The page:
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Neuron. 2019 Feb 6;101(3):399-411.e5. doi: 10.1016/j.neuron.2018.11.040. Epub 2018 Dec 27.

Harnessing Genetic Complexity to Enhance Translatability of Alzheimer's Disease Mouse Models: A Path toward Precision Medicine.

Author information

1
The Neuroscience Institute, University of Tennessee Health Science Center, Memphis, TN 38163, USA; The Jackson Laboratory, Bar Harbor, ME 04609, USA.
2
The Jackson Laboratory, Bar Harbor, ME 04609, USA; Sackler School of Graduate Biomedical Sciences, Tufts University, Boston, MA 02111, USA.
3
Neurogenomics Division, Translational Genomics Research Institute, Phoenix, AZ 85004, USA.
4
The Jackson Laboratory, Bar Harbor, ME 04609, USA.
5
The Jackson Laboratory, Bar Harbor, ME 04609, USA. Electronic address: catherine.kaczorowski@jax.org.

Abstract

An individual's genetic makeup plays a large role in determining susceptibility to Alzheimer's disease (AD) but has largely been ignored in preclinical studies. To test the hypothesis that incorporating genetic diversity into mouse models of AD would improve translational potential, we combined a well-established mouse model of AD with a genetically diverse reference panel to generate mice that harbor identical high-risk human mutations but differ across the remainder of their genome. We first show that genetic variation profoundly modifies the impact of human AD mutations on both cognitive and pathological phenotypes. We then validate this complex AD model by demonstrating high degrees of genetic, transcriptomic, and phenotypic overlap with human AD. Overall, work here both introduces a novel AD mouse population as an innovative and reproducible resource for the study of mechanisms underlying AD and provides evidence that preclinical models incorporating genetic diversity may better translate to human disease.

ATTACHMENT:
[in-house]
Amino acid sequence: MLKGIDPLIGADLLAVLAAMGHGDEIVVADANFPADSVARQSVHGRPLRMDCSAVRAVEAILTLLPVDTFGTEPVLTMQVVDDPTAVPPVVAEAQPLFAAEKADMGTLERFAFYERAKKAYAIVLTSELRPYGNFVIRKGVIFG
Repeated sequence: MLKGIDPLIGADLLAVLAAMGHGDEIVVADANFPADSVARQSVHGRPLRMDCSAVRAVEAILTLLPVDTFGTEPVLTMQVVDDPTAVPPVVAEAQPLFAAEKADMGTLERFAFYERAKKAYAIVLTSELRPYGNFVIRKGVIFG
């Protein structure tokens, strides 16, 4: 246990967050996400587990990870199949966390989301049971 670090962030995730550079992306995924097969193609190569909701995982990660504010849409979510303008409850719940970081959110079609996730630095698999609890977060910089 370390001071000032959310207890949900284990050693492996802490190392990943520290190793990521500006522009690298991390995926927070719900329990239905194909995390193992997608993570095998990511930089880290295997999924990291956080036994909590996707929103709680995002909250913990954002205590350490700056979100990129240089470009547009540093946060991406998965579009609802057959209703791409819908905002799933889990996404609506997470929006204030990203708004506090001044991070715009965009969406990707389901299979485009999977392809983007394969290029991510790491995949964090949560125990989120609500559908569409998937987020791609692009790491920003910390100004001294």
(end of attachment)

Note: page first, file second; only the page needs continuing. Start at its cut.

KEYWORDS:

5XFAD; Alzheimer’s; BXD; amyloid; genetic diversity; genetic risk score; mouse models; resilience; susceptibility; translational

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